"I am glad that you are here."
Translation:Jsem rád, že jsi tady.
"Líbí se mi" is used for physical liking, primarily visual (I like the look of...), but also accoustic (I like the sound of...). It can't be used for taste or smell, for example ("Líbí se mi ta polévka" is quite amusing, although possible if you really want to say you like the way the soup looks).
"Mám rád" can be translated as "I am fond of", so it goes deeper than just physical liking.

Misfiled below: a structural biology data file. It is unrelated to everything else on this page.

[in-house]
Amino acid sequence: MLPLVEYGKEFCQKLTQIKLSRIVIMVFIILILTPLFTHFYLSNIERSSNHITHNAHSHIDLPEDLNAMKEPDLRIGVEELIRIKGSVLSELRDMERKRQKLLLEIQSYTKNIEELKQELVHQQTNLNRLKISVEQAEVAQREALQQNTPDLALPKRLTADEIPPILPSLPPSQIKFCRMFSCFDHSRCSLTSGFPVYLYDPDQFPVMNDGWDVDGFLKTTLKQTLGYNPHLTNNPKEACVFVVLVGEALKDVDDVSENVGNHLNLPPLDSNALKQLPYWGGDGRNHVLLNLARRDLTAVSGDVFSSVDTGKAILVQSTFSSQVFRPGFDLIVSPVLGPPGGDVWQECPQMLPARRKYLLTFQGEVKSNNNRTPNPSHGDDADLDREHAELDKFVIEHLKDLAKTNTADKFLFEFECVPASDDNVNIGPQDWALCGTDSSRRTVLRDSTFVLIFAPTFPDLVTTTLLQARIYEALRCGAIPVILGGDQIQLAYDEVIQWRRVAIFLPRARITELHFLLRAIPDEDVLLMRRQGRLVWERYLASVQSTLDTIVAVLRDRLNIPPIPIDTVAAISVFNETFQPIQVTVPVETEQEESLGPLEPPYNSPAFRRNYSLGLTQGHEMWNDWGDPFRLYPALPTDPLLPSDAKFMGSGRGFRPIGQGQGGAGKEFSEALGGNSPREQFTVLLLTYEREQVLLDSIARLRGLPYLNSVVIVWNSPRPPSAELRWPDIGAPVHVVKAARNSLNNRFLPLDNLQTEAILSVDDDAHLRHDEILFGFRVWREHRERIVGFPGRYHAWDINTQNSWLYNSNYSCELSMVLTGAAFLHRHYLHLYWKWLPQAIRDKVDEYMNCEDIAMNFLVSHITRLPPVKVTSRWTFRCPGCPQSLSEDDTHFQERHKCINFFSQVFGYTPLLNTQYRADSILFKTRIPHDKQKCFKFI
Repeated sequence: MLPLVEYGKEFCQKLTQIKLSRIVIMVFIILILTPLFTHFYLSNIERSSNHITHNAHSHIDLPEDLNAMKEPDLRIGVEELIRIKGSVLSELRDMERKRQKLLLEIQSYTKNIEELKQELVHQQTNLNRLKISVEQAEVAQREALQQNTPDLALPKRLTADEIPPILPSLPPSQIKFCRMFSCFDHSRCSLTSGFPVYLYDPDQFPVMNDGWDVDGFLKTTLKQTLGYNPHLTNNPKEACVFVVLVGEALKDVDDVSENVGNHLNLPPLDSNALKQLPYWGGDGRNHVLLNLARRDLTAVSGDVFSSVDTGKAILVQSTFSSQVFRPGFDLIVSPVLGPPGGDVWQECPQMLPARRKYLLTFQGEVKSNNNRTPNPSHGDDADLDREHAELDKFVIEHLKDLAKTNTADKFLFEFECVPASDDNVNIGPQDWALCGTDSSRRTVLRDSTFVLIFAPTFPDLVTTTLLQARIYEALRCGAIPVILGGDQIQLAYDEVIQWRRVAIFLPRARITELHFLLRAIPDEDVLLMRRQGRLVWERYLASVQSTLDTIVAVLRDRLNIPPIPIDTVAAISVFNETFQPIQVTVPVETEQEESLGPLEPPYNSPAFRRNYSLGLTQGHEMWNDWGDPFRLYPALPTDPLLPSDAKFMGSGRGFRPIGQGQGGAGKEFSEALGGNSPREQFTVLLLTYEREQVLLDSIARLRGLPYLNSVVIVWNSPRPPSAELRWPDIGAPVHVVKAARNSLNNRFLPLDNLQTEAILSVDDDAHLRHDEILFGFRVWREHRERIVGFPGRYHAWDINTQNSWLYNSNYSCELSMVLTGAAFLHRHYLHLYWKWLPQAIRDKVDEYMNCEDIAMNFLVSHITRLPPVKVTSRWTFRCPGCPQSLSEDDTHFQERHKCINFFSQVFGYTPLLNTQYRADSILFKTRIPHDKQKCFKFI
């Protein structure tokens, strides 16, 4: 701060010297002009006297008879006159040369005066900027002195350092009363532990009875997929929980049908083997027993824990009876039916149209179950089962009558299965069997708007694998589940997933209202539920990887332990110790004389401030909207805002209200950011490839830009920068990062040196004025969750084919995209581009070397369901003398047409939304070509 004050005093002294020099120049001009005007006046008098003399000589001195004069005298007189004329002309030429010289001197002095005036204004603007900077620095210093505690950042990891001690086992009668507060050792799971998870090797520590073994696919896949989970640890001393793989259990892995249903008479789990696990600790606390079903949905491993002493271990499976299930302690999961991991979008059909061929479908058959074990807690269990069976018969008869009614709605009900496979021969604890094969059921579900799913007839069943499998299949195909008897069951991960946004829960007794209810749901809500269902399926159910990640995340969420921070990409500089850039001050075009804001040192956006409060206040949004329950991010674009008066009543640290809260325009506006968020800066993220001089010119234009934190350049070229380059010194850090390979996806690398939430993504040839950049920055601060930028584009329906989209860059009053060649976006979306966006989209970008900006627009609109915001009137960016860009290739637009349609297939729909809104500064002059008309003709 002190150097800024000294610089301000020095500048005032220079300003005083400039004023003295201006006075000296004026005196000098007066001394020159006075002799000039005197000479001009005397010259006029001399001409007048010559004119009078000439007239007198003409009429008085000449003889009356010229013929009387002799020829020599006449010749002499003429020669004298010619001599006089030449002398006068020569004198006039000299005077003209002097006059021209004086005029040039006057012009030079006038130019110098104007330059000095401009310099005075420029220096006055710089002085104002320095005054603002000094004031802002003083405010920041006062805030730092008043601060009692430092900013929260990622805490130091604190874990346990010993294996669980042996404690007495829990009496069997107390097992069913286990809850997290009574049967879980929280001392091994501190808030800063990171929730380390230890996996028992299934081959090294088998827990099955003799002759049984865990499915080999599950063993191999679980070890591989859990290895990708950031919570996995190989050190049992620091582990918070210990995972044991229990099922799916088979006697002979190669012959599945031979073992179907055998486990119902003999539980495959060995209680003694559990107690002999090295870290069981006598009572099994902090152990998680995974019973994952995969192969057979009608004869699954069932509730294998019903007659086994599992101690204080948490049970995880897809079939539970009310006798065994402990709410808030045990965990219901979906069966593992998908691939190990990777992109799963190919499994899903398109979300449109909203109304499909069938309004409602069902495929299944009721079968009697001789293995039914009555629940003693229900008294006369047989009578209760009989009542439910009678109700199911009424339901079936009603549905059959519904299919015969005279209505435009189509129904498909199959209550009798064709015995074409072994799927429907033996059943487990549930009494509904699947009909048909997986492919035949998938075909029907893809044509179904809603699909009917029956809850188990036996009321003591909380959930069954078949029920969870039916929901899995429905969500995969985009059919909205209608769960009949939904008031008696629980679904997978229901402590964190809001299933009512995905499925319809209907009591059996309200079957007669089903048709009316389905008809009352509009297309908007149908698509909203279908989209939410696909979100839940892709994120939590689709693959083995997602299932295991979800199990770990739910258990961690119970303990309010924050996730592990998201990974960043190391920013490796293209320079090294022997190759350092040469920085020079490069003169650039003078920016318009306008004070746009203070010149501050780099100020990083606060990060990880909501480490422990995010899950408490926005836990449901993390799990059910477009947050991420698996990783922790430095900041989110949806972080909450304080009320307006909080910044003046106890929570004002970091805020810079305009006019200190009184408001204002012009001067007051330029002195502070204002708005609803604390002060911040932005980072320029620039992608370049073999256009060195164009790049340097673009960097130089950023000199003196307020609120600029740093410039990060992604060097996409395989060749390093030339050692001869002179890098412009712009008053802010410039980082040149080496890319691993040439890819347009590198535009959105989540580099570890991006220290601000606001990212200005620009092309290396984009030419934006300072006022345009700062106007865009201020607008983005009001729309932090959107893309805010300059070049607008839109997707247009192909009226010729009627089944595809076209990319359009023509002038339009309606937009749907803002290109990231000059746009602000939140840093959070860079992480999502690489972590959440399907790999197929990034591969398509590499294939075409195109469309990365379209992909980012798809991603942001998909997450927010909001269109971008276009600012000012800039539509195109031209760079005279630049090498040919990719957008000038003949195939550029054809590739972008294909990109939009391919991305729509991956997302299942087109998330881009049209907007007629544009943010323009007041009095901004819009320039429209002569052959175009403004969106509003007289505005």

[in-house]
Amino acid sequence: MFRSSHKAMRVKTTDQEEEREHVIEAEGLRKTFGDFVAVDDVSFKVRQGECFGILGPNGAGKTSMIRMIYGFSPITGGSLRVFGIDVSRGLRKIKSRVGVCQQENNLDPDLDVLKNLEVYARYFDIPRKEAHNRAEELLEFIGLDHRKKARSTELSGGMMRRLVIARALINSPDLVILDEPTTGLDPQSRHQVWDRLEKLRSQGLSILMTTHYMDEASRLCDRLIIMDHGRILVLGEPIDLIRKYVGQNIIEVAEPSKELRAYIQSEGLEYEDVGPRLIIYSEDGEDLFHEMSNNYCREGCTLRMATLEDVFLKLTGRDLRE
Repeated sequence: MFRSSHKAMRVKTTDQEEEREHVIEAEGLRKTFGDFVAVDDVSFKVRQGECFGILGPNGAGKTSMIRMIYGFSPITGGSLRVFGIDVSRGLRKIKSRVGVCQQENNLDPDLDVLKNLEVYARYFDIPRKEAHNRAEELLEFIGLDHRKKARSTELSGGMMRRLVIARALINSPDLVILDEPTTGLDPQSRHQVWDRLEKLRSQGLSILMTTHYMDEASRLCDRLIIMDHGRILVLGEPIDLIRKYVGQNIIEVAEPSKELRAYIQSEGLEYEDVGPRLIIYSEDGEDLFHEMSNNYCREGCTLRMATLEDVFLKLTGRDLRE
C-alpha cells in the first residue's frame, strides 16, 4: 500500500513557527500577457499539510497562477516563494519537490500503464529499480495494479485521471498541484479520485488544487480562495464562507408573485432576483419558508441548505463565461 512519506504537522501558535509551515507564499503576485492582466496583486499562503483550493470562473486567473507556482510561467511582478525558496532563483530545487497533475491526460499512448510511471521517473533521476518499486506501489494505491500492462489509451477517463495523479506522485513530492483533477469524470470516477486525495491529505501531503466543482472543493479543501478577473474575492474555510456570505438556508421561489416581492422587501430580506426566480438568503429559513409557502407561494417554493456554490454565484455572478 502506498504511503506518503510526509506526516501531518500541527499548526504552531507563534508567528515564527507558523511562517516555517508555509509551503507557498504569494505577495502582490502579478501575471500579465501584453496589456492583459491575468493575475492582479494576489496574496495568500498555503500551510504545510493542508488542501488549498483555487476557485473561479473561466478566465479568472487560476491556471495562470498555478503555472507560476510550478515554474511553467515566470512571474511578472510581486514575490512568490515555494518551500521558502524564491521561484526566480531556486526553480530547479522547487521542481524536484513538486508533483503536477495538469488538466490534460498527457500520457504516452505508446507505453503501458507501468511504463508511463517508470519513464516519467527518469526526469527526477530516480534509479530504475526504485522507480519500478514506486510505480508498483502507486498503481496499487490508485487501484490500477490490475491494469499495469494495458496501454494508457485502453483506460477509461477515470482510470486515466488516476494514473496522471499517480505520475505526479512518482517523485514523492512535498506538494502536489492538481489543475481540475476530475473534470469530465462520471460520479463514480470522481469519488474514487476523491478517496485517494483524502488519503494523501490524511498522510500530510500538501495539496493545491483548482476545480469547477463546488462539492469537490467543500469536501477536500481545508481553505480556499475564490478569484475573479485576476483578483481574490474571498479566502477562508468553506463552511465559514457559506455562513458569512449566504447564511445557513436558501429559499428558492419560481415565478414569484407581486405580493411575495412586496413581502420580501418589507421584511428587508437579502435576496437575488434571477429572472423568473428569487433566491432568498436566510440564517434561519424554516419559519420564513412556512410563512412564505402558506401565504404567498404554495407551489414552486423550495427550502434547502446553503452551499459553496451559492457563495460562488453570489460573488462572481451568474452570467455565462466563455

When used with people, the difference is strongly marked where "Líbí se mi Kateřina" means I physically/visually like her (I fancy her), while "Mám rád Kateřinu" means I'm fond of her, I like her as a person, bordering with Ioving her - probably as a friend.
Sometimes they can be very similar though, such as when you begin with "Líbí se mi, když..." or "Mám rád, když...", both are "I like it when..." with negligible difference.